French names (or French sounding names) were all the rage for cosmetics at the time, and the name Jonteel — presumably based on the French word gentil, meaning “kind, courteous” — fit the trendy perfectly. (In fact, the name that was originally proposed “by a copywriter working for United Drug’s advertising manager” was Caresse-Jonteel, but the “Caresse” part was ultimately dropped.)

I found several people in the records with the name Jonteel:

Juneve

Juneve, pronounced “June Eve,” wasn’t one of United Drug’s more successful scents. It was introduced in 1923, seems to have been off the market entirely by 1928.

Despite this, it popped up on quite a few birth certificates. Here are the Juneves I found that were born during that window of time:

  • Juneve Key, b. December 1923 in Missouri
  • Mary Juneve Jones, b. 1924 in Utah
  • Juneve Black, b. circa 1924 in Kansas
  • Juneve Alsaida Foreman, b. 1924 in Michigan
  • Juneve Jura, b. circa 1924 in Illinois
  • Frances Juneve Smith, b. 1924 in Texas
  • Juneve Carlson, b. circa 1925 in Wisconsin
  • Juneve Massad, b. circa 1925 in Oklahoma
  • Juneve George, b. circa 1925 in Texas
  • Juneve Abraham, b. circa 1925 in Kansas
  • Clara Juneve Morris, b. 1925 in Texas
  • Juneve Friedrick, b. circa 1925 in Texas
  • Ruth Juneve Dehut, b. circa 1925 in Nebraska
  • Juneve Babcock, b. 1925 in Oregon
  • Juneve Gibbs, b. circa 1926 in North Carolina
  • Joyce Juneve Gutzmann, b. 1926 in Minnesota
  • Juneve Hodges, b. circa 1927 in Oklahoma
  • Juneve Malouf, b. circa 1927 in Texas
  • Juneve Fuller, b. 1927 in California
  • Gwendolyn Juneve Gepford, b. 1928 in Oklahoma
  • Juneve Malstrom, b. circa 1928 in Minnesota

The name Juneve also appeared a single time in the U.S. baby name data, the year after the scent was introduced:

  • 1926: unlisted
  • 1925: unlisted
  • 1924: 5 baby girls named Juneve [debut]
  • 1923: unlisted
  • 1922: unlisted

Laurece

Bouquet Laurèce was the new name for Bouquet Jeanice (see above). Advertisements for Bouquet Laurèce started appearing in the papers in late 1915, but I could find no mention of the scent after 1917, so apparently it was only on the market for a couple of years. But that was enough for the name Laurece to become a one-hit wonder in the U.S. baby name data:

  • 1919: unlisted
  • 1918: unlisted
  • 1917: 6 baby girls named Laurece [debut]
  • 1916: unlisted
  • 1915: unlisted

Shari

United Drug introduced a scent called Shari in early 1926 with ads featuring copy like this:

Shari is something new in toilet goods. Shari appeals to most every woman and tends to add to personal loveliness. The distinctive fragrance of Shari perfume incorporated in the following beauty aids (now on sale at all our stores) will be the cause of their use on thousands of dressing tables during 1926.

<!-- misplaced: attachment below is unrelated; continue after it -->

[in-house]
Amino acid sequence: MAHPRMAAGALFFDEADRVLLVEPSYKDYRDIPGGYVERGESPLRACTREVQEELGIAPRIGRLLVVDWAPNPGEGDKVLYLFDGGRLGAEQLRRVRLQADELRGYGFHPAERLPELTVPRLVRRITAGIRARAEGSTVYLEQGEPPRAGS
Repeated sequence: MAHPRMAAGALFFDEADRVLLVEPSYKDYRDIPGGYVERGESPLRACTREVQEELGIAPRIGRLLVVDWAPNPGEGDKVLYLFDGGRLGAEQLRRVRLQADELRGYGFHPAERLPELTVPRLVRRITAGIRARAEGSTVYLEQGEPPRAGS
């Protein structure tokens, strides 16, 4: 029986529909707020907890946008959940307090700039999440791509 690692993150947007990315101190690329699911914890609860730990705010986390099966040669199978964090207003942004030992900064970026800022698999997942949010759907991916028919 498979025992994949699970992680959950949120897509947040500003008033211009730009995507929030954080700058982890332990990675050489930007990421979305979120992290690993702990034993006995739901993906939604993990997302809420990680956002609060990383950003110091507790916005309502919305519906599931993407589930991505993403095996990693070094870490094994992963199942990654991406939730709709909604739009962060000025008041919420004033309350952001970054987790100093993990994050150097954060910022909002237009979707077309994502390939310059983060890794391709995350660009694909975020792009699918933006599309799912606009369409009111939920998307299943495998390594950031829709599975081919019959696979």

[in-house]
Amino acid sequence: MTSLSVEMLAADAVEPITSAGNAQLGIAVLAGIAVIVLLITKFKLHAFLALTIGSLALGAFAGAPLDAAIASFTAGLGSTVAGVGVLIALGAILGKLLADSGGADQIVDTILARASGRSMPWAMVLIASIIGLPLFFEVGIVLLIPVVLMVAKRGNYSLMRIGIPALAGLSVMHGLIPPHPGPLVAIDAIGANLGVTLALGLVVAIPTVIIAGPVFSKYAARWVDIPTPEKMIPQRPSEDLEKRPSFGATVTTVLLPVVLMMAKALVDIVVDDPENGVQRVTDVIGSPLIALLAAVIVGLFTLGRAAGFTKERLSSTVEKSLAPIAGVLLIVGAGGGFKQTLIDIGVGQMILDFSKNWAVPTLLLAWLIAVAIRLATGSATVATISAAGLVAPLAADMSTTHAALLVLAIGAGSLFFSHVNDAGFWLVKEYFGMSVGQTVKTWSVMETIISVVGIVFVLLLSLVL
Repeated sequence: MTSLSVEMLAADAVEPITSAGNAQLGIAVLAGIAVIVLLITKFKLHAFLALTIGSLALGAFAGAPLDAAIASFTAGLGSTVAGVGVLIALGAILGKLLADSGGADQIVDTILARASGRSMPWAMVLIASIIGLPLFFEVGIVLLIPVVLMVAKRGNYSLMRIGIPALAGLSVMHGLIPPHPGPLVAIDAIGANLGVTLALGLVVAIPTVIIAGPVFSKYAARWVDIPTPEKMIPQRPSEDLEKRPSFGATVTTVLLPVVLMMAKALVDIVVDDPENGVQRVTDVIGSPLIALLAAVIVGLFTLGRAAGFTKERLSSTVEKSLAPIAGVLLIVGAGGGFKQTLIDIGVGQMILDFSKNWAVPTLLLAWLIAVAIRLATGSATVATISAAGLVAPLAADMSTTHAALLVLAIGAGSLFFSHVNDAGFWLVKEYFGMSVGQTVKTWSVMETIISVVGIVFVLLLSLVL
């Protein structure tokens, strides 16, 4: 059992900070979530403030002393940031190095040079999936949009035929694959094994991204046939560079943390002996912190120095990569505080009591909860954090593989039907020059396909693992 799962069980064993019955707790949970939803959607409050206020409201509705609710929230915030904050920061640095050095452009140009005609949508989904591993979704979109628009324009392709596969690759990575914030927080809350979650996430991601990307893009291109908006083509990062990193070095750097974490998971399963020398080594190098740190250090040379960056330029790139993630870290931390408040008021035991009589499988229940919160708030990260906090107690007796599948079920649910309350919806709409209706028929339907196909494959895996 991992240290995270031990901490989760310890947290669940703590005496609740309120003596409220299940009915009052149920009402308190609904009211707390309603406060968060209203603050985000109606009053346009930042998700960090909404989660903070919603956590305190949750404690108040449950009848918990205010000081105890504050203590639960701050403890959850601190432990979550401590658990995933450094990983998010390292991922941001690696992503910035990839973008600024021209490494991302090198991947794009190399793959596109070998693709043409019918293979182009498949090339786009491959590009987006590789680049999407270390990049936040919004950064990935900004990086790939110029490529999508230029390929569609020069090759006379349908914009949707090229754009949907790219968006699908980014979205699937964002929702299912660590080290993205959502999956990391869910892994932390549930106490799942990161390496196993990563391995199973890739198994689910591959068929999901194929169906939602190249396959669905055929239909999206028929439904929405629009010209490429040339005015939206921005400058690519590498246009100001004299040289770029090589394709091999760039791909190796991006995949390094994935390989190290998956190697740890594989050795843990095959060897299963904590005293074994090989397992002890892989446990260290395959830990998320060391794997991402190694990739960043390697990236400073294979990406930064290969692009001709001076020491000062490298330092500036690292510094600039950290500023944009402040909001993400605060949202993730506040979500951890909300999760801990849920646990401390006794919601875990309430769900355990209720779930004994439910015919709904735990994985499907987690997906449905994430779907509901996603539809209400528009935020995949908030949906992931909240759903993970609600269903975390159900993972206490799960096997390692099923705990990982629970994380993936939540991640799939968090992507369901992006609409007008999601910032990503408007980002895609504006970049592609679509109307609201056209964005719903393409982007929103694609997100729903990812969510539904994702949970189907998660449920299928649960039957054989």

Shari products proved popular, and the scent was on the market all the way until the early 1940s.

The baby name Shari debuted in the SSA data in 1927 and — like the Shari products themselves — gained momentum over the years that followed.

  • 1929: 10 baby girls named Shari
  • 1928: 8 baby girls named Shari
  • 1927: 9 baby girls named Shari [debut]
  • 1926: unlisted
  • 1925: unlisted

(Similar names like Sharon and Sherry were also slowly picking up steam in the 1920s. All three names would go on to see peak usage in the middle decades of the 20th century.)

Violet Dulce

United Drug’s Violet Dulce fragrance was introduced in the early 1910s — even earlier than Bouquet Jeanice. The name Violet was already relatively popular for newborns at that time, but I did find a single example of a newborn with the first-middle combo “Violet Dulce”:

  • Violet Dulce Starr, b. 1913 in Washington state

Rexall

Finally, I’ll mention that the baby name Rexall has popped up in the data a handful of times (1910s-1950s), though the usage doesn’t seem to follow any patterns.

How was the word coined? Here’s the story:

[Liggett] asked Walter Jones Willson, his office boy and an amateur linguist, to invent the brand name. It had to be short, distinctive, original, and easy to pronounce; it also had to look good in type and meet the legal requirements for a trademark. Willson submitted a long list of coined words, including “Rexal,” to Liggett, who added another “l.” Since “rex” was the Latin word for king, the new name supposedly meant “king of all.” (According to another explanation, “Rexall” stood for “RX for all.”)

Before settling upon “Rexall,” Liggett had considered using “Saxona” as the name of the brand.


Do you like any of the perfume names above? Would you give any of them to a modern-day baby?

Sources: